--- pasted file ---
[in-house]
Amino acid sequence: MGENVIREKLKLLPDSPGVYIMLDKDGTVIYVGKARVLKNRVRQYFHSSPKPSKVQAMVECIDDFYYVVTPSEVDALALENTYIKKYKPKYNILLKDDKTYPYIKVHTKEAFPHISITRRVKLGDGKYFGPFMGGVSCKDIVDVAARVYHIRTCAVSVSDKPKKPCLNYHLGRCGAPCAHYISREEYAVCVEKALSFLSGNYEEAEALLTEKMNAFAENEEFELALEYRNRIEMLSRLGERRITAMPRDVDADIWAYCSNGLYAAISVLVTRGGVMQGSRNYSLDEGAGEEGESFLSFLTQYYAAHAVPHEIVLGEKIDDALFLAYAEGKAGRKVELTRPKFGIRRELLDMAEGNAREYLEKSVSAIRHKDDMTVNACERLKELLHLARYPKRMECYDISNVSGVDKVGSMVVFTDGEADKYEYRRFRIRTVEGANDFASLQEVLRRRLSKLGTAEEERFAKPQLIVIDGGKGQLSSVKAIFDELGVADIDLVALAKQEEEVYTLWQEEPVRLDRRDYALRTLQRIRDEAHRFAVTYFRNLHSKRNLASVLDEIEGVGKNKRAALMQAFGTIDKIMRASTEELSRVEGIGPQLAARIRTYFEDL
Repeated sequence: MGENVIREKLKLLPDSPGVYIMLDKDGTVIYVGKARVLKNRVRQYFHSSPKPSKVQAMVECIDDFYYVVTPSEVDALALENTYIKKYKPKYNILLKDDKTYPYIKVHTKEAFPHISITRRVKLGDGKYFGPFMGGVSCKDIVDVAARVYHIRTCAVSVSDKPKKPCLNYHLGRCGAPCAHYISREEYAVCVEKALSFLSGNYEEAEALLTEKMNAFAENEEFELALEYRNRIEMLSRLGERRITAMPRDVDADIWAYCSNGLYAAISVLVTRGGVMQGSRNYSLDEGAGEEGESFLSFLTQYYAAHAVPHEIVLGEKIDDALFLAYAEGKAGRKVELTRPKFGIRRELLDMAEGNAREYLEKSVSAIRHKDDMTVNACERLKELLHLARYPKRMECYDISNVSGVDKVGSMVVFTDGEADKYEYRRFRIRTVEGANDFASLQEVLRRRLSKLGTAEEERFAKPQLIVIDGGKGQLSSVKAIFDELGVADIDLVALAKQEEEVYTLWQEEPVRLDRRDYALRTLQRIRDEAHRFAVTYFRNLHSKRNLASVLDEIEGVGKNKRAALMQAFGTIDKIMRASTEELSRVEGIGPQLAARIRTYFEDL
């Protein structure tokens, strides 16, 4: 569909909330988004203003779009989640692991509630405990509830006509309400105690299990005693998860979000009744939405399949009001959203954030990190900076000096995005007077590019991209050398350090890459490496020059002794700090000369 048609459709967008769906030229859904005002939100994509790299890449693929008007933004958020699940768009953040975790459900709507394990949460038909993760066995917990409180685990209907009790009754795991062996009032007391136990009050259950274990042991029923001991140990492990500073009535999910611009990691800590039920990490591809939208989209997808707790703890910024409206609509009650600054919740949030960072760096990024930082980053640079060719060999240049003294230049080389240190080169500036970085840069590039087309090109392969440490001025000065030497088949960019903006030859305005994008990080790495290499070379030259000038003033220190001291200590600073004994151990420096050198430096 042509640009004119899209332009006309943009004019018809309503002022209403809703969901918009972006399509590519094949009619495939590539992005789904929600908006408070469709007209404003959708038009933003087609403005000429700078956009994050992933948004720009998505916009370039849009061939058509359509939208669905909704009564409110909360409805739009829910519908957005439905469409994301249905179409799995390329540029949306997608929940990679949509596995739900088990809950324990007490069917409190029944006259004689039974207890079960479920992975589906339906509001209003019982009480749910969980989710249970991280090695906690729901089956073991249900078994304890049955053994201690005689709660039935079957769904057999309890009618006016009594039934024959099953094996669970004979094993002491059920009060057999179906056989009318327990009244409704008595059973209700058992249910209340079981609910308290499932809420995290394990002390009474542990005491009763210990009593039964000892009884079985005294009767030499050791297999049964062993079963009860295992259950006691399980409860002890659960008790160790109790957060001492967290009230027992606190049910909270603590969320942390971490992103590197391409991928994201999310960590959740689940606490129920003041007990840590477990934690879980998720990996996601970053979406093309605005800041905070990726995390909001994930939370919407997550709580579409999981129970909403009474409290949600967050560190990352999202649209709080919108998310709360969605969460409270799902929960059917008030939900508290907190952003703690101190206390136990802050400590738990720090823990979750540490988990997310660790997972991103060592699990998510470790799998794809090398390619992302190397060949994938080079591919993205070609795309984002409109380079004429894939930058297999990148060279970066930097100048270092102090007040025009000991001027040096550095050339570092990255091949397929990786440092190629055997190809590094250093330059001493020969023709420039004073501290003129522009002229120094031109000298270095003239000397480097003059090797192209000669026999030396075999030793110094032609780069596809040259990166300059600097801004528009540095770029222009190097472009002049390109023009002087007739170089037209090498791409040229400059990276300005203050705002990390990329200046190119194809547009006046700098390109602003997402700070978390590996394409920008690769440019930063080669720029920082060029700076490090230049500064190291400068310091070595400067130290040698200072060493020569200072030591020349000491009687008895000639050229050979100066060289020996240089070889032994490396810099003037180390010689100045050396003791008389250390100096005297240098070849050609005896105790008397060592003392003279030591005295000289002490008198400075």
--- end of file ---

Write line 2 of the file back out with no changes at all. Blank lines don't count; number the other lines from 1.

Amino acid sequence: MGENVIREKLKLLPDSPGVYIMLDKDGTVIYVGKARVLKNRVRQYFHSSPKPSKVQAMVECIDDFYYVVTPSEVDALALENTYIKKYKPKYNILLKDDKTYPYIKVHTKEAFPHISITRRVKLGDGKYFGPFMGGVSCKDIVDVAARVYHIRTCAVSVSDKPKKPCLNYHLGRCGAPCAHYISREEYAVCVEKALSFLSGNYEEAEALLTEKMNAFAENEEFELALEYRNRIEMLSRLGERRITAMPRDVDADIWAYCSNGLYAAISVLVTRGGVMQGSRNYSLDEGAGEEGESFLSFLTQYYAAHAVPHEIVLGEKIDDALFLAYAEGKAGRKVELTRPKFGIRRELLDMAEGNAREYLEKSVSAIRHKDDMTVNACERLKELLHLARYPKRMECYDISNVSGVDKVGSMVVFTDGEADKYEYRRFRIRTVEGANDFASLQEVLRRRLSKLGTAEEERFAKPQLIVIDGGKGQLSSVKAIFDELGVADIDLVALAKQEEEVYTLWQEEPVRLDRRDYALRTLQRIRDEAHRFAVTYFRNLHSKRNLASVLDEIEGVGKNKRAALMQAFGTIDKIMRASTEELSRVEGIGPQLAARIRTYFEDL